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This is what's right - or at least reasonable to assert:
1. Sex gets better with practise - absolutely
2. The strings are attached - absolutely; as they are for pretty much everybody in one way or another; it's not the healthiest way to engage, but as soon as anybody says 'i want this' they're placing conditions; wouldn't it just be simpler to say 'i'll love you the best i can, for as long as i can, for as long as it feels good for both of us'?
3. Young men are (often) not paying attention to the reality of their lovers' experience; young women aren’t either
4. If you're looking for hot, NSA sex, older men (typically) won't find that with older women
5. We want equals; and hot sex - damn straight - who doesn't want that? Please respect me as your equal and permit me to exercise my own intelligence and self-awareness to determine who is mine
6.There is a very real danger of women unconsciously commodifying their sexuality and using it transactionally rather than embracing it as a part of themselves; the same, unfortunately, is increasingly true of men.
7. We need to redefine sexy; amen
8. Women in their forties (now) are hotter, hornier, smarter and more fun than they ever were in their twenties and thirties. Yes!
If you've made it this far, congratulations. It's not so much a 'comment' as a response. The final thing I will say is that the piece of this article that most resonated as truthful, and that made the entire article palatable was, unfortunately, buried at the end of the article and, punctuated, most regrettably, in the post-script. It's the author's roar, her unrestrained declaration of self - one, I suspect, that resonates for all of us, regardless of gender, or age or experience:
" … for those who value me for all the things that I am, and are lucky enough to know the lover I’ve become, it was worth the wait. No games. No drama. No goal. Just the powerfully awesome autonomous sexuality of a powerful wo/man, shared freely with a wo/man who values it, to create something greater than the sum of its parts ... None of us are perfect. None of us are going to be perfect. It’s okay. The learning curve is long, hard and slow; but being open and talking about it is the best way to learn.”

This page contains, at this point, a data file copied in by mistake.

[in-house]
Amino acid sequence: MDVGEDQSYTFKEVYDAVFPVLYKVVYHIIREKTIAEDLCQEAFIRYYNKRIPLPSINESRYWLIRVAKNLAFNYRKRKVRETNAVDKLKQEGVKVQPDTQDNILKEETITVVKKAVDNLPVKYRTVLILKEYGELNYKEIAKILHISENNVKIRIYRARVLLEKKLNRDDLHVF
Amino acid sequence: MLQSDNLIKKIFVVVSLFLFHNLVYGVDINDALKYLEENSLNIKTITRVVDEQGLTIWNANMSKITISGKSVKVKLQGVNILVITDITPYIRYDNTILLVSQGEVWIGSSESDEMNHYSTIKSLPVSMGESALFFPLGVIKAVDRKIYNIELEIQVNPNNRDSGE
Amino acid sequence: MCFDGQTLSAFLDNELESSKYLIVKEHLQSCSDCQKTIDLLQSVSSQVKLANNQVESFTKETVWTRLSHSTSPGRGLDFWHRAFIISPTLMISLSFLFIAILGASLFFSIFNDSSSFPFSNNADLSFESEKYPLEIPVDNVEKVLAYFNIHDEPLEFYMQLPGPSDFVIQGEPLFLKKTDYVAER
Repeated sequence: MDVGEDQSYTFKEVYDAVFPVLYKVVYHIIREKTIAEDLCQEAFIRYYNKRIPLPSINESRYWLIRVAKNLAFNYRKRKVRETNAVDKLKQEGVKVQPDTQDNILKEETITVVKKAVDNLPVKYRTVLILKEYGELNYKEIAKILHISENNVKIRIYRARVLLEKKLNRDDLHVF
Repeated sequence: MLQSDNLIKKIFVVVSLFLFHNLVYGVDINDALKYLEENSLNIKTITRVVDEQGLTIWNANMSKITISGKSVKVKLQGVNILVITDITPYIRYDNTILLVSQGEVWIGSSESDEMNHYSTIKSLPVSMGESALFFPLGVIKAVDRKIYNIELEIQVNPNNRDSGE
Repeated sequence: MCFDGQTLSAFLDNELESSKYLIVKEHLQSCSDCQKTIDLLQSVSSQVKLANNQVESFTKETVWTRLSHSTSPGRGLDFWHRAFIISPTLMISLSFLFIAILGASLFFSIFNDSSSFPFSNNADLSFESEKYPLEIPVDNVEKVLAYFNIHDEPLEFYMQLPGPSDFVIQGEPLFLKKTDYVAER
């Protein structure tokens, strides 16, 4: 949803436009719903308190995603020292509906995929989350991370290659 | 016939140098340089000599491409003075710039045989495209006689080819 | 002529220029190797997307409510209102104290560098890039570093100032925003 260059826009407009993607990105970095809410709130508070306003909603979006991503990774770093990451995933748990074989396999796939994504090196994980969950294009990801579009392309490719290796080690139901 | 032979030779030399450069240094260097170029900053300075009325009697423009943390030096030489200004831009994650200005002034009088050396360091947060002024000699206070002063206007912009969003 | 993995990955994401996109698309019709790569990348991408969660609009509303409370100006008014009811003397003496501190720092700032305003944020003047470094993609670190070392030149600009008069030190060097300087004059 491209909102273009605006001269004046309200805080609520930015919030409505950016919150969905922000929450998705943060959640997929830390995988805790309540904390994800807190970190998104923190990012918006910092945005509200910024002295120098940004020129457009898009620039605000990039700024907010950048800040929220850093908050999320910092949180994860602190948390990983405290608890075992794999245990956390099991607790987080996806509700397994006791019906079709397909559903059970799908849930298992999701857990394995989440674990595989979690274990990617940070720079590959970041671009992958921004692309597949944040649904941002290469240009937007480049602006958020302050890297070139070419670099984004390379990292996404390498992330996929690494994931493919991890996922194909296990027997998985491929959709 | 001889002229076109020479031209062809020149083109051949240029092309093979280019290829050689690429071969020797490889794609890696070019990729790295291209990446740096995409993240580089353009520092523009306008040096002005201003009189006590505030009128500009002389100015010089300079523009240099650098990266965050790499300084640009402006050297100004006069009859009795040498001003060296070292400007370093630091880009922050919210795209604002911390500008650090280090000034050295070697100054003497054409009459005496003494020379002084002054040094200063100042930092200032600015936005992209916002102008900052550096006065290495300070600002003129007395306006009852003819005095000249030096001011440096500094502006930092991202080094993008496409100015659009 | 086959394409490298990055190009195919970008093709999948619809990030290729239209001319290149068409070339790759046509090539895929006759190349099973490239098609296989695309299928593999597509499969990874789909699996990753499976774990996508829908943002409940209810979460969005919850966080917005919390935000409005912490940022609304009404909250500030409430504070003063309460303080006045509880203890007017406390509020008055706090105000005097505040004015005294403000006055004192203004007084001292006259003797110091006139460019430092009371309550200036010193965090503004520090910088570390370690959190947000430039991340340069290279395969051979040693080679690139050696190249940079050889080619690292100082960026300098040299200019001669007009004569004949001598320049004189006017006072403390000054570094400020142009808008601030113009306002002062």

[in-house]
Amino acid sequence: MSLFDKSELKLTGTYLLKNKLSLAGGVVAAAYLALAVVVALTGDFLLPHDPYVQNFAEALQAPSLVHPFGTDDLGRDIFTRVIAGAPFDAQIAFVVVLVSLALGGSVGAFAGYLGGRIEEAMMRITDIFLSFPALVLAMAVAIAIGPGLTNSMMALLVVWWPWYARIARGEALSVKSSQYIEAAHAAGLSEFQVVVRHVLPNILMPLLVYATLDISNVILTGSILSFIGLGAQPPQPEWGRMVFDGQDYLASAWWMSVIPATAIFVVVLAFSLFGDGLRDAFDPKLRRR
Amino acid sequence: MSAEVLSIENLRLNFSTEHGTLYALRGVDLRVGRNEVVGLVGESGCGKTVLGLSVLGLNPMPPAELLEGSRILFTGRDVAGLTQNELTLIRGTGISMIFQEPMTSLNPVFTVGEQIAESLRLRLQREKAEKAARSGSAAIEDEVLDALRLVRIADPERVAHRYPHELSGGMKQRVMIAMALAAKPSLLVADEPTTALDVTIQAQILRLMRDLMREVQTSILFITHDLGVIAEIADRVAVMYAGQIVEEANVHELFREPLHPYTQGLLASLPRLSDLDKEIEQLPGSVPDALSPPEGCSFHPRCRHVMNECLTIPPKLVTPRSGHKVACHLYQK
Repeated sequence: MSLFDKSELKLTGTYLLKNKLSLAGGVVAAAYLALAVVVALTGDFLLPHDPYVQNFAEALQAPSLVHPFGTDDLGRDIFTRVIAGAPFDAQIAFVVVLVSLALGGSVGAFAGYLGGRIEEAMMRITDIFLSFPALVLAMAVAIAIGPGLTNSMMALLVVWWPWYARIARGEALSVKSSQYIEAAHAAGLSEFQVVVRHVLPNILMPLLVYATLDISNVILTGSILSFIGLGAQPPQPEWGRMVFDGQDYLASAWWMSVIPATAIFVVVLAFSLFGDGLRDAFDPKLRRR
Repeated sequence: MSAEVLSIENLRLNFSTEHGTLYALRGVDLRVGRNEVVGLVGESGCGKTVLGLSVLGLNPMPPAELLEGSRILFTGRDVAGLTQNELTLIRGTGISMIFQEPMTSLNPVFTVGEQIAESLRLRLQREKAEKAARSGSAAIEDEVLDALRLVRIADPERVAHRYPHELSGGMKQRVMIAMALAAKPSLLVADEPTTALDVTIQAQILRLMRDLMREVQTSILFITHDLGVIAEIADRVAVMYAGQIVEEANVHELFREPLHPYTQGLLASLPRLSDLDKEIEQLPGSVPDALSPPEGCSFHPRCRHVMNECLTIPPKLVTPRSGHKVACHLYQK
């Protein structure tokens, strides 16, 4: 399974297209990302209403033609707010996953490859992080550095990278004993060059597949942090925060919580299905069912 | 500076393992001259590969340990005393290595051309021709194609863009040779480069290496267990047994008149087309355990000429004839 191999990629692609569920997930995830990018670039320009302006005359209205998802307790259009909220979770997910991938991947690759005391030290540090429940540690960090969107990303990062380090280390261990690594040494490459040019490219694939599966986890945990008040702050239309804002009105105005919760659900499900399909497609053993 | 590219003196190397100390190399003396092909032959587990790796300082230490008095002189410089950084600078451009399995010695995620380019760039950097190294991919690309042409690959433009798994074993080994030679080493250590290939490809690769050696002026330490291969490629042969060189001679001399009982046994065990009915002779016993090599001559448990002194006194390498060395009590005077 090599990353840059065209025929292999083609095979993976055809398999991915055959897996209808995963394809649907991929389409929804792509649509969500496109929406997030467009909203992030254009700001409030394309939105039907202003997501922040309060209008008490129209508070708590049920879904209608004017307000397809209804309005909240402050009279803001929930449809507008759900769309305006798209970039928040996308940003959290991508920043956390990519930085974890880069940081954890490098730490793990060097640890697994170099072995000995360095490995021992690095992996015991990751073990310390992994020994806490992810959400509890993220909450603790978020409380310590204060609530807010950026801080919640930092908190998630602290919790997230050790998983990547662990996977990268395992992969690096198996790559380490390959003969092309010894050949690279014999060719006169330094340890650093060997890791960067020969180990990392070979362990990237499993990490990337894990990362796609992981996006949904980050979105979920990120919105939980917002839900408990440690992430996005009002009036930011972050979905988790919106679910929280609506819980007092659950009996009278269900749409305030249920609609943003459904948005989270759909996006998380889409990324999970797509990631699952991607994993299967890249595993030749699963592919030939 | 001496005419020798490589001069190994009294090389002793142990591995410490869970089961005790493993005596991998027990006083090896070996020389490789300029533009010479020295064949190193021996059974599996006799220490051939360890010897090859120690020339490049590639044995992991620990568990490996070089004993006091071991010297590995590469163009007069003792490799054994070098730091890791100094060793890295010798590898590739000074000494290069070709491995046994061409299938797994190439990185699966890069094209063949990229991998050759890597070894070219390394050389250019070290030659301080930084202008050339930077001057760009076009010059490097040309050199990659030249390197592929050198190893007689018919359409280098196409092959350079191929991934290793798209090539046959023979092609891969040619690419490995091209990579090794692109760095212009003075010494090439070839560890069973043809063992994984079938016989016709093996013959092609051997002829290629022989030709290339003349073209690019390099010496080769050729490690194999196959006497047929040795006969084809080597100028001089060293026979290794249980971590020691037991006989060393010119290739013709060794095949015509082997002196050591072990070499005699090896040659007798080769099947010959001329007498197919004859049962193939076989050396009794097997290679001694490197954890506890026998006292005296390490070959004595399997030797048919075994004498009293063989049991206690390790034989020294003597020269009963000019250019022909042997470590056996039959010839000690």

As a powerfully autonomous sexual man, wedded to a love that is greater than myself, I hear you. Thank you. Deep gratitude for sharing your self with us, for providing an opportunity to be heard and for stimulating a healthy enquiry. Most importantly, congratulations on your marriage!
So, here's a break down of what's wrong with this article (followed by a breakdown of what's right):
1. Everybody wants something; it goes with being human; if you don't know what you want, or don't know how to ask for it clearly, then you manipulate in order to get it; almost everybody does it, whether we want to or not
2. Claiming that most people in their 20's don't really know themselves is matronising (no, it's not a real word, but it bloody-well oughta be!). I'm confident that most folks in their twenties reading elephantjournal know themselves well enough to not even express outrage at such an asinine assertion
3. Men like having sex. Period. So do women. Most people (I believe) would like to be having more sex, more often, with more people. What is each individual looking for in that experience? Who-the-fuck knows and, frankly, who the hell cares? We're all looking for different things based on an incalculable number of variables. There will always be patterns to be discerned (including those the author points out). Some may well point to a social malaise that would benefit from interrogation. Others won't
4. Men, by and large, enjoy having sex with younger women. Not always, not exclusively. But they do enjoy it. Why? Well, far be it for me to take up the torch for men everywhere but I suspect that it's because they are (often) more physically vibrant, less hung up about life, have more available time, are more relaxed about sex, often don't have kids, or careers or weighty obligations and don't view chivalry as an affront to their 'she-ness’ (thanks Californication) but as an expression of care. They view sex as a playground - and why the fuck not? Who decided it all had to be so goddamn serious anyway? Ask a bonobo what they think (of course they won't tell you, they'll just welcome you to the party!)
5. There is no consistent timeline; the author goes from talking about 'women in their twenties' to coming 'into our sexuality in our late teens and early twenties'. I agree that there is a substantive difference between being 18 and being 28. If you're going to make generalisations, at least make them consistent; now I don't know if I agree or disagree with you because you just redefined the parameters of your argument